If you thought through the statistics, you’ll have noticed that the odds are overwhelmingly in favor of having an empty center pile. Plus it’s all random chance, and I always like to make sure my students win, so here are a few tips:
- Sometimes I make a mistake in my counting and clapping. If the student can catch me and do it right, they get the tokens I was supposed to collect. If I was supposed to add a token to the pile, I have to add double. I used this strategically whenever I was supposed to get a fair number of tokens.
- When the center pile has been empty for a couple of turns, it gets boring. A couple of times, I just told the student I was going to cheat and add a few more tokens to the center pile. I did not tell them that I only did that when it was their turn. That increases the likelihood that they end up with those tokens, not me.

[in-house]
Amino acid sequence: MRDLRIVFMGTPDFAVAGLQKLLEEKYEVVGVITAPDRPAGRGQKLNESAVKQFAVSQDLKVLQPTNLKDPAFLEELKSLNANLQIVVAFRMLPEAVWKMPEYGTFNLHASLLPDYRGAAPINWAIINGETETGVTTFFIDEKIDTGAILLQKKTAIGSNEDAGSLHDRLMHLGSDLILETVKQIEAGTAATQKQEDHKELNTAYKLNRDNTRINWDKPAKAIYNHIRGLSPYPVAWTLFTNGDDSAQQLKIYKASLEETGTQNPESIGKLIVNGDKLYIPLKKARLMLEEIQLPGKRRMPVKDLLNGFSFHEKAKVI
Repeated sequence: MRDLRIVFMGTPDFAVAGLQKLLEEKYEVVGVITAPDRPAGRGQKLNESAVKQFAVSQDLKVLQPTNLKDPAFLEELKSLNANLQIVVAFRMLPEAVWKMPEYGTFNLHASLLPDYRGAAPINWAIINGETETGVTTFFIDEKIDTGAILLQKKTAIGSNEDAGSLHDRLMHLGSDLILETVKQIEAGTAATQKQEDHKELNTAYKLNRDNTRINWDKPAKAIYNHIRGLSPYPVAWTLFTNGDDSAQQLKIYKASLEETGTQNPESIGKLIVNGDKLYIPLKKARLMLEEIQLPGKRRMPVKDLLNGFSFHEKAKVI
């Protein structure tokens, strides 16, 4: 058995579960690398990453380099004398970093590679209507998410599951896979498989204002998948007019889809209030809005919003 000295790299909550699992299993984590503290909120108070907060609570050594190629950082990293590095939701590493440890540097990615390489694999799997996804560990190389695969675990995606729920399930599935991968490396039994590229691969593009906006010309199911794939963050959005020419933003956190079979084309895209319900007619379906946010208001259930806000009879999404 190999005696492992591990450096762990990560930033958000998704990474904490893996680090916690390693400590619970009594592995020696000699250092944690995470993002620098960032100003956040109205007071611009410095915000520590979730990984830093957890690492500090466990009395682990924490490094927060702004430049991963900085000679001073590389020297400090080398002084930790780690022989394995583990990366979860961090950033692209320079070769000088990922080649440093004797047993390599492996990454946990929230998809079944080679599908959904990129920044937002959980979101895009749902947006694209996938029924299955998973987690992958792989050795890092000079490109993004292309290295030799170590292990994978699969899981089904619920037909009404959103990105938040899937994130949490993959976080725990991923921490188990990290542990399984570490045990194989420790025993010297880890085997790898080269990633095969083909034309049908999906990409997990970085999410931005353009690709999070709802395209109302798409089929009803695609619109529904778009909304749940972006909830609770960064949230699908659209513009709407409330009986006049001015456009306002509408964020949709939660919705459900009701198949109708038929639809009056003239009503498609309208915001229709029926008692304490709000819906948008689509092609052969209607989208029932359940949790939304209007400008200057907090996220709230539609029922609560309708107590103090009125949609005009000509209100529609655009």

The kids love drums. Any drumming activity always meets with approval from them, though I haven’t always been so pleased myself. This activity went better than many.
What You Need:
- Sort through your playing cards. You need one ace plus one each of the numbers two through seven. The suit does not matter.
How to Play:
- Explain how musicians usually count to four in each measure because most music is in 4/4 time. Dancers like to put two of those measures together and count to eight. For this activity, we’re counting to eight.
- Give the student one of the drums. Keep the other for yourself.
- To get the hang of how to play the drum, we always start with the easiest challenge: Both of us playing quarter notes as I count out loud to eight. (I always give them a preparatory measure or half measure first.)
- After that we go through a series of challenges in more or less this order:
- Pick a random card. Rest for every beat except the one drawn.
- Pick a second card. Play on both of your cards.